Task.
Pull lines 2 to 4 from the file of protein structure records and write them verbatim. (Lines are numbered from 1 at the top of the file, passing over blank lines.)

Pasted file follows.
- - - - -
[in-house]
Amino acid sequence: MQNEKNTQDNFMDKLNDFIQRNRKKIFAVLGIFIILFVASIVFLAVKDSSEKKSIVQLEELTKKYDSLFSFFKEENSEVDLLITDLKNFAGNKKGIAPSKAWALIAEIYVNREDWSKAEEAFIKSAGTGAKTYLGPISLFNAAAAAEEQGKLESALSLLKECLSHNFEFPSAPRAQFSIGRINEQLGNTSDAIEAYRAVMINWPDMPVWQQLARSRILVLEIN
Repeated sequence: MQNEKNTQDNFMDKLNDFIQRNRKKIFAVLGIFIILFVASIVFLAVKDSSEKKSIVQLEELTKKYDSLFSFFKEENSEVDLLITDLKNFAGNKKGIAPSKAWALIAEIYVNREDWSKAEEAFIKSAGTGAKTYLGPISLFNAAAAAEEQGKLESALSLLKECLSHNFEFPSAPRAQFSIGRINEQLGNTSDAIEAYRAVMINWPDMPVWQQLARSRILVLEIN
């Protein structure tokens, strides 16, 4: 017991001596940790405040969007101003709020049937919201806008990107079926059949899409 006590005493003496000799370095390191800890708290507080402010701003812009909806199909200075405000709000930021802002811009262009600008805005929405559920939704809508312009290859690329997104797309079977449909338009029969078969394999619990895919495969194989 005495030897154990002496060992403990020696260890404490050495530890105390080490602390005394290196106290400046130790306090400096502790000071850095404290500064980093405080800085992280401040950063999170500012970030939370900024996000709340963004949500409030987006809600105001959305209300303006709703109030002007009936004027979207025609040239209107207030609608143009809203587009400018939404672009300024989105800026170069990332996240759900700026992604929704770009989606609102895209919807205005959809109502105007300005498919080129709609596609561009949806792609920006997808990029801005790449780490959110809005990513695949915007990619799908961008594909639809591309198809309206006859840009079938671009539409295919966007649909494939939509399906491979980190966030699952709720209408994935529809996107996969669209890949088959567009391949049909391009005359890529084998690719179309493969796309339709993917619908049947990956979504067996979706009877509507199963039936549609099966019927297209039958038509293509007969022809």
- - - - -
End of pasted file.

Amino acid sequence: MQNEKNTQDNFMDKLNDFIQRNRKKIFAVLGIFIILFVASIVFLAVKDSSEKKSIVQLEELTKKYDSLFSFFKEENSEVDLLITDLKNFAGNKKGIAPSKAWALIAEIYVNREDWSKAEEAFIKSAGTGAKTYLGPISLFNAAAAAEEQGKLESALSLLKECLSHNFEFPSAPRAQFSIGRINEQLGNTSDAIEAYRAVMINWPDMPVWQQLARSRILVLEIN
Repeated sequence: MQNEKNTQDNFMDKLNDFIQRNRKKIFAVLGIFIILFVASIVFLAVKDSSEKKSIVQLEELTKKYDSLFSFFKEENSEVDLLITDLKNFAGNKKGIAPSKAWALIAEIYVNREDWSKAEEAFIKSAGTGAKTYLGPISLFNAAAAAEEQGKLESALSLLKECLSHNFEFPSAPRAQFSIGRINEQLGNTSDAIEAYRAVMINWPDMPVWQQLARSRILVLEIN
């Protein structure tokens, strides 16, 4: 017991001596940790405040969007101003709020049937919201806008990107079926059949899409 006590005493003496000799370095390191800890708290507080402010701003812009909806199909200075405000709000930021802002811009262009600008805005929405559920939704809508312009290859690329997104797309079977449909338009029969078969394999619990895919495969194989 005495030897154990002496060992403990020696260890404490050495530890105390080490602390005394290196106290400046130790306090400096502790000071850095404290500064980093405080800085992280401040950063999170500012970030939370900024996000709340963004949500409030987006809600105001959305209300303006709703109030002007009936004027979207025609040239209107207030609608143009809203587009400018939404672009300024989105800026170069990332996240759900700026992604929704770009989606609102895209919807205005959809109502105007300005498919080129709609596609561009949806792609920006997808990029801005790449780490959110809005990513695949915007990619799908961008594909639809591309198809309206006859840009079938671009539409295919966007649909494939939509399906491979980190966030699952709720209408994935529809996107996969669209890949088959567009391949049909391009005359890529084998690719179309493969796309339709993917619908049947990956979504067996979706009877509507199963039936549609099966019927297209039958038509293509007969022809």